September 22, 2013 /
It’s Sunday again, time to take a break from watching your favorite NFL team lose and learn something somewhat productive.
First up, you should fire up your 3D Printer and make yourself a set of these cool 8bit video game coasters.
Not in the mood for some video game coasters? Well did you know there are more places to get 3D models to print for your 3D Printer other than Thingiverse ? There’s Defcad which commonly has all those items that people are forced to take down other places, and Yeggi which seems to just scour the web hunting models. If you are making industrial designs like PCB layout, there’s 3dcontentcentral. That should get you going.
You’ve obviously heard of FFT or Fast Fourier Transform, you have it on your trusty O’Scope and when you look at it, you think you see valuable information. But what exactly is a Fourier Transform? Check out the interactive guide to Fourier Transform so you can learn something.
Looking for somewhere to host your software project, not a fan of GitHub? Srchub is just starting out, but offers subversion, git, mercurial, wiki, issue tracker. Lets you assign multiple collaborators and also make private repositories. Not a bad gig for free.
September 19, 2013 /
The Electric Imp is a WIFI module with a brain. In some use cases it’s used to help connect your device to the cloud, as one of those ‘internet of things’. On other cases (like this one), it is the thing. Marcus has a cool little project that takes temperature readings and pushes them to the cloud.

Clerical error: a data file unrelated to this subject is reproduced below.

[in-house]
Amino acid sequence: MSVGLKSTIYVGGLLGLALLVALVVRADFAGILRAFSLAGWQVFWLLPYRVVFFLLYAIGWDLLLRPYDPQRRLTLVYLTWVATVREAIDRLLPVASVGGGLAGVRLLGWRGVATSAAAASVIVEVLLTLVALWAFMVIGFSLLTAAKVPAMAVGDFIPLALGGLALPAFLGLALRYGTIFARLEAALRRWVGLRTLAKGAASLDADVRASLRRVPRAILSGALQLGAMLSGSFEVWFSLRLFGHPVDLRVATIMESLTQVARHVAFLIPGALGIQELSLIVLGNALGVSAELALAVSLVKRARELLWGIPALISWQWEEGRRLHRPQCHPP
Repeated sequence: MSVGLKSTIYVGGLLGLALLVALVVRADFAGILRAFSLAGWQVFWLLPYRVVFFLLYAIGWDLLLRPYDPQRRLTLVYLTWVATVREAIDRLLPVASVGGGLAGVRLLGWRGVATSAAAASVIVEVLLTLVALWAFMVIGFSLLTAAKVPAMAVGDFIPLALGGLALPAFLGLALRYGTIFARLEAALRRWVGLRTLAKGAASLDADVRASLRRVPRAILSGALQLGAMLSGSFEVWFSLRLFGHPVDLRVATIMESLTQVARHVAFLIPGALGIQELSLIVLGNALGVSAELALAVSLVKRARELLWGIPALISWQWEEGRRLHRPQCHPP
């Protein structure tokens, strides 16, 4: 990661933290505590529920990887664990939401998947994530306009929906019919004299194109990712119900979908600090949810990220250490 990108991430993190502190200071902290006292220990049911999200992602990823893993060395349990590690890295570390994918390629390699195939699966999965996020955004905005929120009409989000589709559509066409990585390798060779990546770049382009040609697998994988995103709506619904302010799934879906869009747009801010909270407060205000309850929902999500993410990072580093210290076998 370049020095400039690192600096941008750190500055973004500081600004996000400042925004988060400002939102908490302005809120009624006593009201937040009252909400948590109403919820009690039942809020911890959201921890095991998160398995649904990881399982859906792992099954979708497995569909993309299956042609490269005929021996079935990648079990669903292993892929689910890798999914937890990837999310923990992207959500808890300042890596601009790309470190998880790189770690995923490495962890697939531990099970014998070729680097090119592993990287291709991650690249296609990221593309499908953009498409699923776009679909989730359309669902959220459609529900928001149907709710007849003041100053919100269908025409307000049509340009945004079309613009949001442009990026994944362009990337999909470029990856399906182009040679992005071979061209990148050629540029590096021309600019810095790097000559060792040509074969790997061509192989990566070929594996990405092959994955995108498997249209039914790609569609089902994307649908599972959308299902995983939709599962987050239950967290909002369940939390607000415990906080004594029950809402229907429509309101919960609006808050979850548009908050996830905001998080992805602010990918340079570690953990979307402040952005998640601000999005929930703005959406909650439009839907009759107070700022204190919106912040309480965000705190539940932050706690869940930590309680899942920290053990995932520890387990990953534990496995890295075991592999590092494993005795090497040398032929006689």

Since the Imp is pretty power savvy, Marcus was able to power the project using a solar panel and charger. From there it uses a TMP36 analog temperature module to pull readings from. The temperature is read using the ADC and turned into an actual temperature number. The imp handles the rest by using the ThingSpeak api, which then collects and graphs the data.
Source code and schematic included on slickstreamer.
August 28, 2013 /
[su_quote]… it runs over AVRs microcontrollers and include all the libraries and drivers required for a complete a distributed intelligent network, it also includes an Android user interface.[/su_quote]Ever wanted to make your home smarter ? Or just remotely control basically everything in your home ? Souliss is here to help. It’s a framework for DIY home automation.
What I like about Souliss versus having used traditional home automation hardware (like Z-Wave) is you aren’t restricted to what modules are available. You can craft your own using a lot of familiar hardware like Arduino’s (and I’m sure Raspberry Pi’s in the future). It’s not restricted to specific methods of communication either, you can do wired or wireless or wi-fi or serial or whatever you can use to get your devices to communicate. Great project!